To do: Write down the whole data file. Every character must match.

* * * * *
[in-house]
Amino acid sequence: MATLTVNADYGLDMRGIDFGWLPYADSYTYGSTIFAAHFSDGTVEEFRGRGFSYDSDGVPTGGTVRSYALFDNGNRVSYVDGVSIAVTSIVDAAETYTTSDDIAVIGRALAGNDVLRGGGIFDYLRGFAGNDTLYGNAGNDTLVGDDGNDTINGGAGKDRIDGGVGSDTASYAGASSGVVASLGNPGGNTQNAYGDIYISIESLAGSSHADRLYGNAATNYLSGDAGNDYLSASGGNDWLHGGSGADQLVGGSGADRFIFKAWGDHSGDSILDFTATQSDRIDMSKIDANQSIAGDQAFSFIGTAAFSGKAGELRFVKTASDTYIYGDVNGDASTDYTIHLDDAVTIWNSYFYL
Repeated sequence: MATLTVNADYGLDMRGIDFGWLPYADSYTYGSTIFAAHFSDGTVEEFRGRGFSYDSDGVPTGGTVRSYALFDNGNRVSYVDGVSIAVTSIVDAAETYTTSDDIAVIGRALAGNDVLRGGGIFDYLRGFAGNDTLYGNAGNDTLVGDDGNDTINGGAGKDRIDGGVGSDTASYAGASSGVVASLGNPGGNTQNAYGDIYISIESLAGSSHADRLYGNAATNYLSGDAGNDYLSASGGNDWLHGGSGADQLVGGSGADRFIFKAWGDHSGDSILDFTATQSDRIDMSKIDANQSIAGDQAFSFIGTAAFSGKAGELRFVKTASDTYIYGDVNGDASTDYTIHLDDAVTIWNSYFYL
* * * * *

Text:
[in-house]
Amino acid sequence: MATLTVNADYGLDMRGIDFGWLPYADSYTYGSTIFAAHFSDGTVEEFRGRGFSYDSDGVPTGGTVRSYALFDNGNRVSYVDGVSIAVTSIVDAAETYTTSDDIAVIGRALAGNDVLRGGGIFDYLRGFAGNDTLYGNAGNDTLVGDDGNDTINGGAGKDRIDGGVGSDTASYAGASSGVVASLGNPGGNTQNAYGDIYISIESLAGSSHADRLYGNAATNYLSGDAGNDYLSASGGNDWLHGGSGADQLVGGSGADRFIFKAWGDHSGDSILDFTATQSDRIDMSKIDANQSIAGDQAFSFIGTAAFSGKAGELRFVKTASDTYIYGDVNGDASTDYTIHLDDAVTIWNSYFYL
Repeated sequence: MATLTVNADYGLDMRGIDFGWLPYADSYTYGSTIFAAHFSDGTVEEFRGRGFSYDSDGVPTGGTVRSYALFDNGNRVSYVDGVSIAVTSIVDAAETYTTSDDIAVIGRALAGNDVLRGGGIFDYLRGFAGNDTLYGNAGNDTLVGDDGNDTINGGAGKDRIDGGVGSDTASYAGASSGVVASLGNPGGNTQNAYGDIYISIESLAGSSHADRLYGNAATNYLSGDAGNDYLSASGGNDWLHGGSGADQLVGGSGADRFIFKAWGDHSGDSILDFTATQSDRIDMSKIDANQSIAGDQAFSFIGTAAFSGKAGELRFVKTASDTYIYGDVNGDASTDYTIHLDDAVTIWNSYFYL